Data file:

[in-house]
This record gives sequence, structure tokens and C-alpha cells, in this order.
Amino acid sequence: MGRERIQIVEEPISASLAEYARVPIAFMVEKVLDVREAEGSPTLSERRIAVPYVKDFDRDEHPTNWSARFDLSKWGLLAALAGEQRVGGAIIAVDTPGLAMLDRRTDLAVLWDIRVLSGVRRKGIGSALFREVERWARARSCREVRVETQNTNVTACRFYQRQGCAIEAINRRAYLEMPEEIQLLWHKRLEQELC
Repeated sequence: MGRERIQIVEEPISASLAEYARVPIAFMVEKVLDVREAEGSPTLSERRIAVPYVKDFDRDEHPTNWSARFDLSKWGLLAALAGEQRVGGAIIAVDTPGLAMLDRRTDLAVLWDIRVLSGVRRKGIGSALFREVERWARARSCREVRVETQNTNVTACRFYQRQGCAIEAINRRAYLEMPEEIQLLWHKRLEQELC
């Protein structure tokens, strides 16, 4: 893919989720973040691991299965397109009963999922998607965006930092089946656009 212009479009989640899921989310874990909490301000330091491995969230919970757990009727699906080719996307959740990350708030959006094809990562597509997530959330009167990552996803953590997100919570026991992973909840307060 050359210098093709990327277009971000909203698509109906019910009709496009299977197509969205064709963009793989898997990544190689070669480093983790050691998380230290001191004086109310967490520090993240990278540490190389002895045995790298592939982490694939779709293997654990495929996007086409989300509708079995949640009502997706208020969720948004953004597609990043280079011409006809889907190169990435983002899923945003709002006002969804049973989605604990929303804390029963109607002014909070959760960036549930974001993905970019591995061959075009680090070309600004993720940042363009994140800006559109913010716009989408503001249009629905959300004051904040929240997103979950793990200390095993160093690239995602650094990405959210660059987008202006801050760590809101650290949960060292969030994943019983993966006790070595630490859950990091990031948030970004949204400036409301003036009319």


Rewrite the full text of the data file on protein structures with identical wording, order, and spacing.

[in-house]
This record gives sequence, structure tokens and C-alpha cells, in this order.
Amino acid sequence: MGRERIQIVEEPISASLAEYARVPIAFMVEKVLDVREAEGSPTLSERRIAVPYVKDFDRDEHPTNWSARFDLSKWGLLAALAGEQRVGGAIIAVDTPGLAMLDRRTDLAVLWDIRVLSGVRRKGIGSALFREVERWARARSCREVRVETQNTNVTACRFYQRQGCAIEAINRRAYLEMPEEIQLLWHKRLEQELC
Repeated sequence: MGRERIQIVEEPISASLAEYARVPIAFMVEKVLDVREAEGSPTLSERRIAVPYVKDFDRDEHPTNWSARFDLSKWGLLAALAGEQRVGGAIIAVDTPGLAMLDRRTDLAVLWDIRVLSGVRRKGIGSALFREVERWARARSCREVRVETQNTNVTACRFYQRQGCAIEAINRRAYLEMPEEIQLLWHKRLEQELC
């Protein structure tokens, strides 16, 4: 893919989720973040691991299965397109009963999922998607965006930092089946656009 212009479009989640899921989310874990909490301000330091491995969230919970757990009727699906080719996307959740990350708030959006094809990562597509997530959330009167990552996803953590997100919570026991992973909840307060 050359210098093709990327277009971000909203698509109906019910009709496009299977197509969205064709963009793989898997990544190689070669480093983790050691998380230290001191004086109310967490520090993240990278540490190389002895045995790298592939982490694939779709293997654990495929996007086409989300509708079995949640009502997706208020969720948004953004597609990043280079011409006809889907190169990435983002899923945003709002006002969804049973989605604990929303804390029963109607002014909070959760960036549930974001993905970019591995061959075009680090070309600004993720940042363009994140800006559109913010716009989408503001249009629905959300004051904040929240997103979950793990200390095993160093690239995602650094990405959210660059987008202006801050760590809101650290949960060292969030994943019983993966006790070595630490859950990091990031948030970004949204400036409301003036009319």